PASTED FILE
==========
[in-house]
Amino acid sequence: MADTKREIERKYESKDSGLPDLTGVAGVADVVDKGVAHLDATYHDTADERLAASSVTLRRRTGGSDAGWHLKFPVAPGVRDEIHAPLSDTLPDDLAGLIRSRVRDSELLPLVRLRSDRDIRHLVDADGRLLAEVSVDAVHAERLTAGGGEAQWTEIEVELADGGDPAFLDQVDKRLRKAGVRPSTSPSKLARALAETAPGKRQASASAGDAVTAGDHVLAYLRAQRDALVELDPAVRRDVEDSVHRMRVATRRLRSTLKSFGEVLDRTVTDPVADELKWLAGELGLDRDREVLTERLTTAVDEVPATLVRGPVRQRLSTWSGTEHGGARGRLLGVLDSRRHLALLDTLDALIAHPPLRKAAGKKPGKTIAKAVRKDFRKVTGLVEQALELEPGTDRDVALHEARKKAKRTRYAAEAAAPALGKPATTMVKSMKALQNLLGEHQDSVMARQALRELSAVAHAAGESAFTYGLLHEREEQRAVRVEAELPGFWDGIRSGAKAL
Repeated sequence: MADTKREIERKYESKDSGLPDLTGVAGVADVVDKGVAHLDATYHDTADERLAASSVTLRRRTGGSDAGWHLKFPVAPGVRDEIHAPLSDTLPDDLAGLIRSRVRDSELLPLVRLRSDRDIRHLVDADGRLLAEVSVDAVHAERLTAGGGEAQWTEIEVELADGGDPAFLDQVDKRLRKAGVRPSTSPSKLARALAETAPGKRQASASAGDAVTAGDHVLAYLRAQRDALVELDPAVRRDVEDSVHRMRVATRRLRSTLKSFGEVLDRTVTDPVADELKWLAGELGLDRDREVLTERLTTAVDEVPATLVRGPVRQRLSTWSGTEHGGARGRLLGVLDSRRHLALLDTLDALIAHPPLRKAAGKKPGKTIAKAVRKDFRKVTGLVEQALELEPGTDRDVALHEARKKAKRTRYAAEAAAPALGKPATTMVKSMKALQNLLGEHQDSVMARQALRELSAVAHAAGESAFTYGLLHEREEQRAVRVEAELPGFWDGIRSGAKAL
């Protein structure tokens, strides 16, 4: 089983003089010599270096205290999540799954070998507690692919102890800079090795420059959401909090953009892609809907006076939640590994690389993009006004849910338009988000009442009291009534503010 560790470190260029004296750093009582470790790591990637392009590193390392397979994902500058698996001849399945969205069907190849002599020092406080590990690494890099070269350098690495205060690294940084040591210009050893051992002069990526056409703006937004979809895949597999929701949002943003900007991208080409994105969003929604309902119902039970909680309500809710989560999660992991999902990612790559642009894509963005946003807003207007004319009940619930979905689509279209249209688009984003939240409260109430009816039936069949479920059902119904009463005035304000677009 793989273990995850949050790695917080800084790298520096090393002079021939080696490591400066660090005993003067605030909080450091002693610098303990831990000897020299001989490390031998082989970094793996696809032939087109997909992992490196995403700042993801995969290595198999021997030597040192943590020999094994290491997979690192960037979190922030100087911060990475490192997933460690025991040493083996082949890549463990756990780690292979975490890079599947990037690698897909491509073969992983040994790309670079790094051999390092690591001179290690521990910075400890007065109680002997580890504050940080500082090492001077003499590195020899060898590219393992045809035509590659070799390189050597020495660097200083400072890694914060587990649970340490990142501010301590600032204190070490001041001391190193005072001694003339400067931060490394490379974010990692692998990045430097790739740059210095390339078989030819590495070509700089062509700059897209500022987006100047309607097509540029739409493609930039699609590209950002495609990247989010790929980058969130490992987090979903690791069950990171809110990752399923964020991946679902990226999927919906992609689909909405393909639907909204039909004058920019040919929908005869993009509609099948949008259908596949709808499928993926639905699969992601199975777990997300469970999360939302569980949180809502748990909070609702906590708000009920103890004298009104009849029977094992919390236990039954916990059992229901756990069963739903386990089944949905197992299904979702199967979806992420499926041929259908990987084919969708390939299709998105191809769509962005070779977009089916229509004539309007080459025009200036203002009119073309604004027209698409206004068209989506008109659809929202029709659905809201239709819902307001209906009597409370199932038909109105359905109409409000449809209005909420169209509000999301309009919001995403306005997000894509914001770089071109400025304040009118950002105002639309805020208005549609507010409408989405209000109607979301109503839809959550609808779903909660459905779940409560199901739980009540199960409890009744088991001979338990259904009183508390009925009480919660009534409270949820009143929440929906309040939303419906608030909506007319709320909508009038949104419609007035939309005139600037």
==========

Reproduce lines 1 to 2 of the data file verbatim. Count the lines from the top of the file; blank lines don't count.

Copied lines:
[in-house]
Amino acid sequence: MADTKREIERKYESKDSGLPDLTGVAGVADVVDKGVAHLDATYHDTADERLAASSVTLRRRTGGSDAGWHLKFPVAPGVRDEIHAPLSDTLPDDLAGLIRSRVRDSELLPLVRLRSDRDIRHLVDADGRLLAEVSVDAVHAERLTAGGGEAQWTEIEVELADGGDPAFLDQVDKRLRKAGVRPSTSPSKLARALAETAPGKRQASASAGDAVTAGDHVLAYLRAQRDALVELDPAVRRDVEDSVHRMRVATRRLRSTLKSFGEVLDRTVTDPVADELKWLAGELGLDRDREVLTERLTTAVDEVPATLVRGPVRQRLSTWSGTEHGGARGRLLGVLDSRRHLALLDTLDALIAHPPLRKAAGKKPGKTIAKAVRKDFRKVTGLVEQALELEPGTDRDVALHEARKKAKRTRYAAEAAAPALGKPATTMVKSMKALQNLLGEHQDSVMARQALRELSAVAHAAGESAFTYGLLHEREEQRAVRVEAELPGFWDGIRSGAKAL